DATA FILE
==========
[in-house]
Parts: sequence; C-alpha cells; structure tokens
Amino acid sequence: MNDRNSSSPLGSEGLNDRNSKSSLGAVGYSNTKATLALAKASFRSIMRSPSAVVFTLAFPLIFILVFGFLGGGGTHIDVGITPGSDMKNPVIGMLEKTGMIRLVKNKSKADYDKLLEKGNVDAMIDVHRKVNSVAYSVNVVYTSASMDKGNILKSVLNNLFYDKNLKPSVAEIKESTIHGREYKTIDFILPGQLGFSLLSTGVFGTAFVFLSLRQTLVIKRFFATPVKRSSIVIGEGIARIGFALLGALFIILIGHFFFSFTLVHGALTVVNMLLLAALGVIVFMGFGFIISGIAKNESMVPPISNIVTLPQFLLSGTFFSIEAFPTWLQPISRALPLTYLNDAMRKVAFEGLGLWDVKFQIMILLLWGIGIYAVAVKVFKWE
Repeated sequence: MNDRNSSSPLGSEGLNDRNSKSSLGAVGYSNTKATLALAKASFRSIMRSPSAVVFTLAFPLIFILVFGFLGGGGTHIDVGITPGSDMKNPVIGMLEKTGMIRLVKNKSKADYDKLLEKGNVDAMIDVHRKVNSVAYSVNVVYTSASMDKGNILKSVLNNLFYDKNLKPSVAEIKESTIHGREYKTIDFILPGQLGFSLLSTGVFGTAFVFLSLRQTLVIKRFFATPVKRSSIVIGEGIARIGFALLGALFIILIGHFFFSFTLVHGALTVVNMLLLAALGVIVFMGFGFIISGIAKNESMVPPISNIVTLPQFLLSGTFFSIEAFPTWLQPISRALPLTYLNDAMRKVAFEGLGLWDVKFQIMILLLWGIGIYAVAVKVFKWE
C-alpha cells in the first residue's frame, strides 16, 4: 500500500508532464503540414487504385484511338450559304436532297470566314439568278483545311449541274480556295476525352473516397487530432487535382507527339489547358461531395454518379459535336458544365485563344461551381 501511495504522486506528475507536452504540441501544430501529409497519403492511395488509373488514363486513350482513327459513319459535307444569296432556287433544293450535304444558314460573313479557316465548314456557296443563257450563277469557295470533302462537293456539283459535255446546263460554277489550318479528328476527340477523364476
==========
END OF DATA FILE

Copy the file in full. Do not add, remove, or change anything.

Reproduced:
[in-house]
Parts: sequence; C-alpha cells; structure tokens
Amino acid sequence: MNDRNSSSPLGSEGLNDRNSKSSLGAVGYSNTKATLALAKASFRSIMRSPSAVVFTLAFPLIFILVFGFLGGGGTHIDVGITPGSDMKNPVIGMLEKTGMIRLVKNKSKADYDKLLEKGNVDAMIDVHRKVNSVAYSVNVVYTSASMDKGNILKSVLNNLFYDKNLKPSVAEIKESTIHGREYKTIDFILPGQLGFSLLSTGVFGTAFVFLSLRQTLVIKRFFATPVKRSSIVIGEGIARIGFALLGALFIILIGHFFFSFTLVHGALTVVNMLLLAALGVIVFMGFGFIISGIAKNESMVPPISNIVTLPQFLLSGTFFSIEAFPTWLQPISRALPLTYLNDAMRKVAFEGLGLWDVKFQIMILLLWGIGIYAVAVKVFKWE
Repeated sequence: MNDRNSSSPLGSEGLNDRNSKSSLGAVGYSNTKATLALAKASFRSIMRSPSAVVFTLAFPLIFILVFGFLGGGGTHIDVGITPGSDMKNPVIGMLEKTGMIRLVKNKSKADYDKLLEKGNVDAMIDVHRKVNSVAYSVNVVYTSASMDKGNILKSVLNNLFYDKNLKPSVAEIKESTIHGREYKTIDFILPGQLGFSLLSTGVFGTAFVFLSLRQTLVIKRFFATPVKRSSIVIGEGIARIGFALLGALFIILIGHFFFSFTLVHGALTVVNMLLLAALGVIVFMGFGFIISGIAKNESMVPPISNIVTLPQFLLSGTFFSIEAFPTWLQPISRALPLTYLNDAMRKVAFEGLGLWDVKFQIMILLLWGIGIYAVAVKVFKWE
C-alpha cells in the first residue's frame, strides 16, 4: 500500500508532464503540414487504385484511338450559304436532297470566314439568278483545311449541274480556295476525352473516397487530432487535382507527339489547358461531395454518379459535336458544365485563344461551381 501511495504522486506528475507536452504540441501544430501529409497519403492511395488509373488514363486513350482513327459513319459535307444569296432556287433544293450535304444558314460573313479557316465548314456557296443563257450563277469557295470533302462537293456539283459535255446546263460554277489550318479528328476527340477523364476